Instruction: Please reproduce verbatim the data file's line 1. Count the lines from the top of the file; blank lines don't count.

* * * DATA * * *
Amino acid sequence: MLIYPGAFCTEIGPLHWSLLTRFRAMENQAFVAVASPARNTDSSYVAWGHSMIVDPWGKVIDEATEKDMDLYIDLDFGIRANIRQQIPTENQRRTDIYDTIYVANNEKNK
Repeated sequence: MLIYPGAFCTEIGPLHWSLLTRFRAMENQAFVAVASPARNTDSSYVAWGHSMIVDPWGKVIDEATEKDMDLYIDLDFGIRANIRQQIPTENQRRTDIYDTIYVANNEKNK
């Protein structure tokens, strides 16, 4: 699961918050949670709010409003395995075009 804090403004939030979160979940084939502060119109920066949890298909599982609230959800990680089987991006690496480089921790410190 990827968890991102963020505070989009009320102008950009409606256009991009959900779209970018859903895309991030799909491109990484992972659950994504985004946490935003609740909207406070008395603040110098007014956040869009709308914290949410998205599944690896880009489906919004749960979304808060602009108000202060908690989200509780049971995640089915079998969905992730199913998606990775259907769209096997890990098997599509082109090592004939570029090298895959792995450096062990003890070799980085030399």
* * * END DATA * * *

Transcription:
Amino acid sequence: MLIYPGAFCTEIGPLHWSLLTRFRAMENQAFVAVASPARNTDSSYVAWGHSMIVDPWGKVIDEATEKDMDLYIDLDFGIRANIRQQIPTENQRRTDIYDTIYVANNEKNK